• Bridget Driscoll

3-D printing, the future of furniture

Print the Future can create designs on demand

Print the FuturePrint the Future is headquartered in Vancouver, Canada.
The process of 3-D printing is additive. Like a massive inkjet printer, the head of the 3-D printer whizzes back and forth, depositing thin layers of plastic to build the shape of a piece of furniture.

Over in the Mill Village Collective during High Point Market, Print the Future had a large 3-D printer right in their exhibitor space, giving demonstrations of how the process worked. The furniture in the showroom is all 3-D printed with Print the Future's printers, which uses either 100% recyclable PLA or ABS plastic to create a three-dimensional object from a Computer Aided Design (CAD) file. Companies use 3-D modeling applications to create these files.

"We launched our brand two months ago," said Amy Kittle, operations and events coordinator for Print the Future. "We were at a pop-up event in New York, and one of the attendees said we needed to exhibit here, and we managed to get everything set up in just two weeks."

Based in Vancouver, Canada, the company is looking to expand their presence so buyers can go right to a printing station and pick up their furniture. The company also can ship to those either too far away, or who order pieces online.

"We're working on an online/offline business model," Kittle explained. "The goal is to have about 200 physical locations across the U.S., where we have large printers set up. Those who want to purchase from us can either supply their 3-D model file, get help from one of our designers to create a file, or they can select from a curated catalog of furniture designs."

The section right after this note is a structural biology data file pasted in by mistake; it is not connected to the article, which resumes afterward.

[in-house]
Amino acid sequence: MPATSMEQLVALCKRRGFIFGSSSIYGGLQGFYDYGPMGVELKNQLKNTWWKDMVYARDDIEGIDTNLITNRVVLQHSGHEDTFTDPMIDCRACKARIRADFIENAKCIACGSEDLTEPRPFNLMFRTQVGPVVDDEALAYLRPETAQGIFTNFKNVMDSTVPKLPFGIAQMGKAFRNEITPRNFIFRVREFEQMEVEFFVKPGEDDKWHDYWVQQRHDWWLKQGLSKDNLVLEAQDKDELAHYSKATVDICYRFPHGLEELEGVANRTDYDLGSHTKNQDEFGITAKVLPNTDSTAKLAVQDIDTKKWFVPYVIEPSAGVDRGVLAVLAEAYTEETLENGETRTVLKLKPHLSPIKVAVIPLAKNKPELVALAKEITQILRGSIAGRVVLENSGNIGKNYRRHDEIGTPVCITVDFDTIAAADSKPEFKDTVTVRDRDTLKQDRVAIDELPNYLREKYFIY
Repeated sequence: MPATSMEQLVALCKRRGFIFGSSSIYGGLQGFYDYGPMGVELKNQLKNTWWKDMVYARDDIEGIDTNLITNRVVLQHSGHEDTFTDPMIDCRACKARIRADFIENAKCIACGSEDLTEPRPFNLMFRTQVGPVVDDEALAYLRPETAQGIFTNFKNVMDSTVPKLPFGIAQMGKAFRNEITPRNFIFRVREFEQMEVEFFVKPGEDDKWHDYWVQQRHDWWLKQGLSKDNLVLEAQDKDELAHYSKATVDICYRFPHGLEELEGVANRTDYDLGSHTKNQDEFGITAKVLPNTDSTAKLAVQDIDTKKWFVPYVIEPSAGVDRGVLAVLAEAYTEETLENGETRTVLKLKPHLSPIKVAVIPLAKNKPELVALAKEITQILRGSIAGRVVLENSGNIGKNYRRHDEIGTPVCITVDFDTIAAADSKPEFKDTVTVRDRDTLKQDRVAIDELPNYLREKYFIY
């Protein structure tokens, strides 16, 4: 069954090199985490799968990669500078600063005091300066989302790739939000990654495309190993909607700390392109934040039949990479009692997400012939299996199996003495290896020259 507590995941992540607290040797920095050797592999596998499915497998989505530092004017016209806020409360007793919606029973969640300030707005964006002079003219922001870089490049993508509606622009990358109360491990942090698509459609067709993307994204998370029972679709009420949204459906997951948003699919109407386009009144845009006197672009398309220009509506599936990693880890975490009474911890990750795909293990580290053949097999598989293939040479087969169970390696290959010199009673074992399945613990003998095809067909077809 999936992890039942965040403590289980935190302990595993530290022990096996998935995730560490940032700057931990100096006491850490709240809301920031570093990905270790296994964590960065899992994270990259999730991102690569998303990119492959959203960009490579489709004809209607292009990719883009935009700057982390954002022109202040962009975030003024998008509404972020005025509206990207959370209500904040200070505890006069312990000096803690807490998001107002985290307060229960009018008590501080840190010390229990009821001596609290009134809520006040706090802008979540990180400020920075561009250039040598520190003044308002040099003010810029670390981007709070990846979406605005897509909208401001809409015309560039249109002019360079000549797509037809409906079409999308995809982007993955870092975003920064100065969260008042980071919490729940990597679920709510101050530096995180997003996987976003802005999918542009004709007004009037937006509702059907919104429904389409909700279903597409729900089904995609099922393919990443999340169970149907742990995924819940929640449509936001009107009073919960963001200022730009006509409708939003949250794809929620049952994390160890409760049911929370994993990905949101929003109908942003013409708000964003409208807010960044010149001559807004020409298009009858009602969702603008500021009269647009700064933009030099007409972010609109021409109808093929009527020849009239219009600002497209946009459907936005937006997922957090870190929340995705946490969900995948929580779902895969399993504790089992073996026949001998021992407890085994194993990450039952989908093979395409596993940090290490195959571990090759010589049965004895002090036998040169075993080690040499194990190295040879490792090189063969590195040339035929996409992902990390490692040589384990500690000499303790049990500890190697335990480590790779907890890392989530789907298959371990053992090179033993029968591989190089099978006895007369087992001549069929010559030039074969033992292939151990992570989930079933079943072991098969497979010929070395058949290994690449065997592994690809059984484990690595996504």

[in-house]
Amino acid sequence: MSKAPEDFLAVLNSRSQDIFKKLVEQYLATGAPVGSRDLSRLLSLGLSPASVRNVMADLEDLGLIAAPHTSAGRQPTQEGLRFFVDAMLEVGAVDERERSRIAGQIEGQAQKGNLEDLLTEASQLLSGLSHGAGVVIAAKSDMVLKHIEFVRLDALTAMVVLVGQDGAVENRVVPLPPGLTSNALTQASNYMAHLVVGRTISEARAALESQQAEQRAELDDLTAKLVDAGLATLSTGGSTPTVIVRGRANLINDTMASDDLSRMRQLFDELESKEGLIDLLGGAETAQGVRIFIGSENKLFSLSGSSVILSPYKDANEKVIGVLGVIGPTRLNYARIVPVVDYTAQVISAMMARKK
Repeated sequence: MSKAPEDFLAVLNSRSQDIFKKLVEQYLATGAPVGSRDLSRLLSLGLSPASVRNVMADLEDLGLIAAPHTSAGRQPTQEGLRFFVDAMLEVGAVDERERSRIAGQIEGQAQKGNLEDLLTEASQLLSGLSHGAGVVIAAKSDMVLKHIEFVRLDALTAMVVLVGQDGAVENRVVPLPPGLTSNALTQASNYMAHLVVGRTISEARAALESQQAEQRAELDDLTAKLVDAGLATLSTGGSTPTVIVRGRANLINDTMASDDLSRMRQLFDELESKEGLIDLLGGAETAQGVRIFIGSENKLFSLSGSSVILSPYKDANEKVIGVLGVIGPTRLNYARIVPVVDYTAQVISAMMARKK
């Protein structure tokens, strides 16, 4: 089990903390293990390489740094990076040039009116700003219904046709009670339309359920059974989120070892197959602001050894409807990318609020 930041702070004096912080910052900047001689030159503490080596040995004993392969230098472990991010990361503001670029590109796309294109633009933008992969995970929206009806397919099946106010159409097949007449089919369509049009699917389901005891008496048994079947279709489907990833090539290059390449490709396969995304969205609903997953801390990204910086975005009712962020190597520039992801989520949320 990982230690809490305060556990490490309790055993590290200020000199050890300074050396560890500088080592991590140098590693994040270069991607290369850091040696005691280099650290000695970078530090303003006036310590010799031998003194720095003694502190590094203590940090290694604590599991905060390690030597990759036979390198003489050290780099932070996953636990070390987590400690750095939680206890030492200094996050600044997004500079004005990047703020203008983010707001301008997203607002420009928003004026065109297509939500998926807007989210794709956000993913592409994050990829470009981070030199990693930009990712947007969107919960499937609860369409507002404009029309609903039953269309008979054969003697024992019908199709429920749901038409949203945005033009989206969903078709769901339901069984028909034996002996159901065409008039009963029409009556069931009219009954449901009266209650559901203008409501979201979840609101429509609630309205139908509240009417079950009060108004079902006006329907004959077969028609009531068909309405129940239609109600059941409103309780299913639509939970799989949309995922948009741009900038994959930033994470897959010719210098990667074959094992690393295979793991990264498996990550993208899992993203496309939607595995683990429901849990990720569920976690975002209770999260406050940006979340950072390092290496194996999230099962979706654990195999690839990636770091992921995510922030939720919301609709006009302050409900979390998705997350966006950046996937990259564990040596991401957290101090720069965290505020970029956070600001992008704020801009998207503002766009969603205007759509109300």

Print the Future3-D printers can use plastic, metal, glass and even wood to create furniture.

The manufacturers add a special finish to make the furniture safe for the outdoors, as well.

The turnaround times would greatly decrease using this model. A chair that is approximately 3-by-2-by-5 feet and 30 pounds would take about 14 hours to print. Shipping times would be minimal to non-existent, depending on the distance of the closest printing center.

"We want to be the Kinko's of furniture," Kittle joked.

The 3-D printed furniture goes through the same tests as other plastic furniture to ensure safety and quality. The best part of this process, however, is that there will be minimal waste. "With the way the design files are translated to the 3-D printer, the software prints only what is needed, based on the design," Kittle added. Also, customers have the ability to pick up their furniture from the printing location, so there will be little to no packing material needed.

"Initially, our target audience includes interior designers, industrial designers, makers, architects and millennial urbanites (tech savvy early adopters)," Kittle said. "We are a B-to-C, so we will focus on delivering custom pieces to individuals rather than mass production."

Print the Future offers a membership model. Those who become members will receive coupons and company updates. The rest of the pricing will depend on the hours of printing, finishes needed and how much plastic will be necessary for the design. The company is starting with home furnishings, but they are hoping to branch out to other sectors in the future.

"We work with plastic, wood, glass and other materials," Kittle said. "If it can go through a 3-D printer, we can make it for you."

Print the FuturePrint the Future can customize pieces to include multiple colors and designs.

Bridget_DriscollBridget Driscoll | News/Online Editor

Bridget Driscoll is the News and Online Editor for Casual Living. Previously, she worked for online marketing companies such as Get You Found and Mainstreethost, focusing on content writing and Search Engine Optimization practices. She graduated from the University of North Carolina at Greensboro with a BA in English, with minors in Psychology and American Sign Language. She is currently pursuing an MA in Creative Writing through Southern New Hampshire University.

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